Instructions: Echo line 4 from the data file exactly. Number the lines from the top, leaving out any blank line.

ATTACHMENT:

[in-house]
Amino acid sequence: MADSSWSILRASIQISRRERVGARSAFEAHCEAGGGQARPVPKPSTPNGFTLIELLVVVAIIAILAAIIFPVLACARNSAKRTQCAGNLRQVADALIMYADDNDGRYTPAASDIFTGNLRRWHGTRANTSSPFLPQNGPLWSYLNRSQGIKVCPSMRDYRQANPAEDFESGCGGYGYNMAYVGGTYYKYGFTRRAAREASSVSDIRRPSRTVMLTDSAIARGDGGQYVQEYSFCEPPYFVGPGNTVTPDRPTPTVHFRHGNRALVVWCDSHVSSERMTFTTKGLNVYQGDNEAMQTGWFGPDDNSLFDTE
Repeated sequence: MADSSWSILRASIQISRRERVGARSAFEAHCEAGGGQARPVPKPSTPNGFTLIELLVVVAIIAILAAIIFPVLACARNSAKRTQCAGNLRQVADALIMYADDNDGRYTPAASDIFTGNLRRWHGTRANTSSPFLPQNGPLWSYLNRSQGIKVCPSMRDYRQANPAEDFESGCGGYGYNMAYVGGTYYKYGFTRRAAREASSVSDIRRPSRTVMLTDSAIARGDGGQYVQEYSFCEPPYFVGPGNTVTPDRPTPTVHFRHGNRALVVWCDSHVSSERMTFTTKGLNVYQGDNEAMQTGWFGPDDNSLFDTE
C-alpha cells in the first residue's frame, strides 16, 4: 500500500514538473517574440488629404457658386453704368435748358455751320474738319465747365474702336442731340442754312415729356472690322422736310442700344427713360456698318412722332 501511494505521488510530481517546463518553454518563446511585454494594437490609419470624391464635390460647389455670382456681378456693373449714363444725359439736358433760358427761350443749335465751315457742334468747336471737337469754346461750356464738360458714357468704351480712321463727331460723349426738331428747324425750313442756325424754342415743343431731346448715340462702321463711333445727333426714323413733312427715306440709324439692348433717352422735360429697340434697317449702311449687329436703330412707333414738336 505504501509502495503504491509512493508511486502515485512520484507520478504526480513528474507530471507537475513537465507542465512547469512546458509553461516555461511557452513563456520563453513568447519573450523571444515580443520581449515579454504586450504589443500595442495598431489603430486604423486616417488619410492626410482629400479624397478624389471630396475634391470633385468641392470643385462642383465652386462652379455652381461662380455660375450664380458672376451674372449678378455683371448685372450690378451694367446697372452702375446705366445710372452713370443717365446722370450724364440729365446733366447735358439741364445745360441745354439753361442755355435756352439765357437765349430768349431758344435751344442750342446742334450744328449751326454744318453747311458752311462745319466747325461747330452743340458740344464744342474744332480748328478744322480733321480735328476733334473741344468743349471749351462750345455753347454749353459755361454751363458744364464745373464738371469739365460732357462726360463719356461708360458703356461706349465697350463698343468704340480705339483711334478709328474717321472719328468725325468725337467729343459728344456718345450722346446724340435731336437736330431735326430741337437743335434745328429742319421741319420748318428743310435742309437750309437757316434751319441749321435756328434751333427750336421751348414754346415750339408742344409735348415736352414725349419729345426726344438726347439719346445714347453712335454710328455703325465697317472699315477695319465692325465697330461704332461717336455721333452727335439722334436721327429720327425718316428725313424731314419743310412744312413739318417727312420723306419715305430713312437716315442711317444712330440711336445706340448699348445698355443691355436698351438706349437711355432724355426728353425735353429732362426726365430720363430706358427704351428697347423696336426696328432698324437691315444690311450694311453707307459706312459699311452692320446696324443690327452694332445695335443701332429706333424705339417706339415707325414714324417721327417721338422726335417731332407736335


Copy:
C-alpha cells in the first residue's frame, strides 16, 4: 500500500514538473517574440488629404457658386453704368435748358455751320474738319465747365474702336442731340442754312415729356472690322422736310442700344427713360456698318412722332 501511494505521488510530481517546463518553454518563446511585454494594437490609419470624391464635390460647389455670382456681378456693373449714363444725359439736358433760358427761350443749335465751315457742334468747336471737337469754346461750356464738360458714357468704351480712321463727331460723349426738331428747324425750313442756325424754342415743343431731346448715340462702321463711333445727333426714323413733312427715306440709324439692348433717352422735360429697340434697317449702311449687329436703330412707333414738336 505504501509502495503504491509512493508511486502515485512520484507520478504526480513528474507530471507537475513537465507542465512547469512546458509553461516555461511557452513563456520563453513568447519573450523571444515580443520581449515579454504586450504589443500595442495598431489603430486604423486616417488619410492626410482629400479624397478624389471630396475634391470633385468641392470643385462642383465652386462652379455652381461662380455660375450664380458672376451674372449678378455683371448685372450690378451694367446697372452702375446705366445710372452713370443717365446722370450724364440729365446733366447735358439741364445745360441745354439753361442755355435756352439765357437765349430768349431758344435751344442750342446742334450744328449751326454744318453747311458752311462745319466747325461747330452743340458740344464744342474744332480748328478744322480733321480735328476733334473741344468743349471749351462750345455753347454749353459755361454751363458744364464745373464738371469739365460732357462726360463719356461708360458703356461706349465697350463698343468704340480705339483711334478709328474717321472719328468725325468725337467729343459728344456718345450722346446724340435731336437736330431735326430741337437743335434745328429742319421741319420748318428743310435742309437750309437757316434751319441749321435756328434751333427750336421751348414754346415750339408742344409735348415736352414725349419729345426726344438726347439719346445714347453712335454710328455703325465697317472699315477695319465692325465697330461704332461717336455721333452727335439722334436721327429720327425718316428725313424731314419743310412744312413739318417727312420723306419715305430713312437716315442711317444712330440711336445706340448699348445698355443691355436698351438706349437711355432724355426728353425735353429732362426726365430720363430706358427704351428697347423696336426696328432698324437691315444690311450694311453707307459706312459699311452692320446696324443690327452694332445695335443701332429706333424705339417706339415707325414714324417721327417721338422726335417731332407736335